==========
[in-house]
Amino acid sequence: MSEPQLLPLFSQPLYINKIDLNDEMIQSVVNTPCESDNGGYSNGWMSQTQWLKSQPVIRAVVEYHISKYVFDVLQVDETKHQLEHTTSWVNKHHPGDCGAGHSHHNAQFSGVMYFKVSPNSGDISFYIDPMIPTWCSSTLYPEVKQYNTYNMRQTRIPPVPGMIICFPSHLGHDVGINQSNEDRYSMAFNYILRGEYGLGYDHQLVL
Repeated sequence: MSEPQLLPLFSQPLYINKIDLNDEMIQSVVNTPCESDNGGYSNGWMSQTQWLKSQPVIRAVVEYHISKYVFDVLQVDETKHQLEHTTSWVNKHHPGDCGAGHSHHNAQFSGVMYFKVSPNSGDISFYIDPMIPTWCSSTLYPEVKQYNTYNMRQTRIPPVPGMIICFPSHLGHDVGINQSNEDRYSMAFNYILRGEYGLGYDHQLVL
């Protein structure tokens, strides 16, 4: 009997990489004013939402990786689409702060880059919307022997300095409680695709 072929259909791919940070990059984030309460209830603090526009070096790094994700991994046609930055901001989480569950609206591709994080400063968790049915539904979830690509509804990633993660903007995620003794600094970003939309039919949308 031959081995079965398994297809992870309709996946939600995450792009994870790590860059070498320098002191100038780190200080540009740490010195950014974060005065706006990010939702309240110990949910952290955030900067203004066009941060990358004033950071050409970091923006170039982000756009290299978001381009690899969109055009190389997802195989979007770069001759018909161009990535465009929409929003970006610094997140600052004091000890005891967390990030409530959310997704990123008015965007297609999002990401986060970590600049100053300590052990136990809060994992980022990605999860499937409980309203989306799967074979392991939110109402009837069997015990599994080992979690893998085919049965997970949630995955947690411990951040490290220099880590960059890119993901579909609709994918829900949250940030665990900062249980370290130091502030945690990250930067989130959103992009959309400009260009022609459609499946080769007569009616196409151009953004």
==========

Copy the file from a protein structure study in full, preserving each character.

[in-house]
Amino acid sequence: MSEPQLLPLFSQPLYINKIDLNDEMIQSVVNTPCESDNGGYSNGWMSQTQWLKSQPVIRAVVEYHISKYVFDVLQVDETKHQLEHTTSWVNKHHPGDCGAGHSHHNAQFSGVMYFKVSPNSGDISFYIDPMIPTWCSSTLYPEVKQYNTYNMRQTRIPPVPGMIICFPSHLGHDVGINQSNEDRYSMAFNYILRGEYGLGYDHQLVL
Repeated sequence: MSEPQLLPLFSQPLYINKIDLNDEMIQSVVNTPCESDNGGYSNGWMSQTQWLKSQPVIRAVVEYHISKYVFDVLQVDETKHQLEHTTSWVNKHHPGDCGAGHSHHNAQFSGVMYFKVSPNSGDISFYIDPMIPTWCSSTLYPEVKQYNTYNMRQTRIPPVPGMIICFPSHLGHDVGINQSNEDRYSMAFNYILRGEYGLGYDHQLVL
């Protein structure tokens, strides 16, 4: 009997990489004013939402990786689409702060880059919307022997300095409680695709 072929259909791919940070990059984030309460209830603090526009070096790094994700991994046609930055901001989480569950609206591709994080400063968790049915539904979830690509509804990633993660903007995620003794600094970003939309039919949308 031959081995079965398994297809992870309709996946939600995450792009994870790590860059070498320098002191100038780190200080540009740490010195950014974060005065706006990010939702309240110990949910952290955030900067203004066009941060990358004033950071050409970091923006170039982000756009290299978001381009690899969109055009190389997802195989979007770069001759018909161009990535465009929409929003970006610094997140600052004091000890005891967390990030409530959310997704990123008015965007297609999002990401986060970590600049100053300590052990136990809060994992980022990605999860499937409980309203989306799967074979392991939110109402009837069997015990599994080992979690893998085919049965997970949630995955947690411990951040490290220099880590960059890119993901579909609709994918829900949250940030665990900062249980370290130091502030945690990250930067989130959103992009959309400009260009022609459609499946080769007569009616196409151009953004």